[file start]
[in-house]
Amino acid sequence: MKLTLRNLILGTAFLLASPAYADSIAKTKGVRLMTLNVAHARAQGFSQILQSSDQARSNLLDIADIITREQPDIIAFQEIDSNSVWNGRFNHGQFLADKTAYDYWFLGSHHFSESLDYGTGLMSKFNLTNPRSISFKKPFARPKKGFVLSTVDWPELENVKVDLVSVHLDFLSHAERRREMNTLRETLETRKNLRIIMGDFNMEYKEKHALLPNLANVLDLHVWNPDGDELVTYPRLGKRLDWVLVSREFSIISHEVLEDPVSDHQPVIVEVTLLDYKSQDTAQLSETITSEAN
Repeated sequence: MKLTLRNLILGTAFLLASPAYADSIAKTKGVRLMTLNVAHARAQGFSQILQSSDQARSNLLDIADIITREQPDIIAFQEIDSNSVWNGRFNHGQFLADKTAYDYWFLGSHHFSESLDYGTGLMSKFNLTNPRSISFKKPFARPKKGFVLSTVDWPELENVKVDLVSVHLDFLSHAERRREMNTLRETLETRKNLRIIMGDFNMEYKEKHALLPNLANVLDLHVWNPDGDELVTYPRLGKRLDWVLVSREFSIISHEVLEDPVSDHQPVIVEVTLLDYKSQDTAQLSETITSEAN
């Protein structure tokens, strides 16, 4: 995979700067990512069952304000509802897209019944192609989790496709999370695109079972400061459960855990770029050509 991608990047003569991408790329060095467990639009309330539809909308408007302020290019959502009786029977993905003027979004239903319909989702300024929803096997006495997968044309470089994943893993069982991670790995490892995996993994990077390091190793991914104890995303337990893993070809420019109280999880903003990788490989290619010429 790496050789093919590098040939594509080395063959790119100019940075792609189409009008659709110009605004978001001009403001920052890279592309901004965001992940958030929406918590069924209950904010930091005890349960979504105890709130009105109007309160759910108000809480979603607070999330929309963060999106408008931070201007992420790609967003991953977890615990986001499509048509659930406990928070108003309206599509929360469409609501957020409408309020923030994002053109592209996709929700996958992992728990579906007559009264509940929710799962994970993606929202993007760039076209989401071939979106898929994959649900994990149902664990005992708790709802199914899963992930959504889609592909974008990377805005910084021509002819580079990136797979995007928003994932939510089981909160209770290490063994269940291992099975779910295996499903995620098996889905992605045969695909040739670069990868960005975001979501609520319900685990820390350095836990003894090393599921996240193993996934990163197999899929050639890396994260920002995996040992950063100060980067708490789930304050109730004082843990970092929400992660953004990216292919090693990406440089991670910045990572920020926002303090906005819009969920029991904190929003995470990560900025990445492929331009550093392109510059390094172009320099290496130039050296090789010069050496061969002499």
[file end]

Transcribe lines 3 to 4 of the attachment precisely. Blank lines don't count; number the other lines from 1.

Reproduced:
Repeated sequence: MKLTLRNLILGTAFLLASPAYADSIAKTKGVRLMTLNVAHARAQGFSQILQSSDQARSNLLDIADIITREQPDIIAFQEIDSNSVWNGRFNHGQFLADKTAYDYWFLGSHHFSESLDYGTGLMSKFNLTNPRSISFKKPFARPKKGFVLSTVDWPELENVKVDLVSVHLDFLSHAERRREMNTLRETLETRKNLRIIMGDFNMEYKEKHALLPNLANVLDLHVWNPDGDELVTYPRLGKRLDWVLVSREFSIISHEVLEDPVSDHQPVIVEVTLLDYKSQDTAQLSETITSEAN
């Protein structure tokens, strides 16, 4: 995979700067990512069952304000509802897209019944192609989790496709999370695109079972400061459960855990770029050509 991608990047003569991408790329060095467990639009309330539809909308408007302020290019959502009786029977993905003027979004239903319909989702300024929803096997006495997968044309470089994943893993069982991670790995490892995996993994990077390091190793991914104890995303337990893993070809420019109280999880903003990788490989290619010429 790496050789093919590098040939594509080395063959790119100019940075792609189409009008659709110009605004978001001009403001920052890279592309901004965001992940958030929406918590069924209950904010930091005890349960979504105890709130009105109007309160759910108000809480979603607070999330929309963060999106408008931070201007992420790609967003991953977890615990986001499509048509659930406990928070108003309206599509929360469409609501957020409408309020923030994002053109592209996709929700996958992992728990579906007559009264509940929710799962994970993606929202993007760039076209989401071939979106898929994959649900994990149902664990005992708790709802199914899963992930959504889609592909974008990377805005910084021509002819580079990136797979995007928003994932939510089981909160209770290490063994269940291992099975779910295996499903995620098996889905992605045969695909040739670069990868960005975001979501609520319900685990820390350095836990003894090393599921996240193993996934990163197999899929050639890396994260920002995996040992950063100060980067708490789930304050109730004082843990970092929400992660953004990216292919090693990406440089991670910045990572920020926002303090906005819009969920029991904190929003995470990560900025990445492929331009550093392109510059390094172009320099290496130039050296090789010069050496061969002499």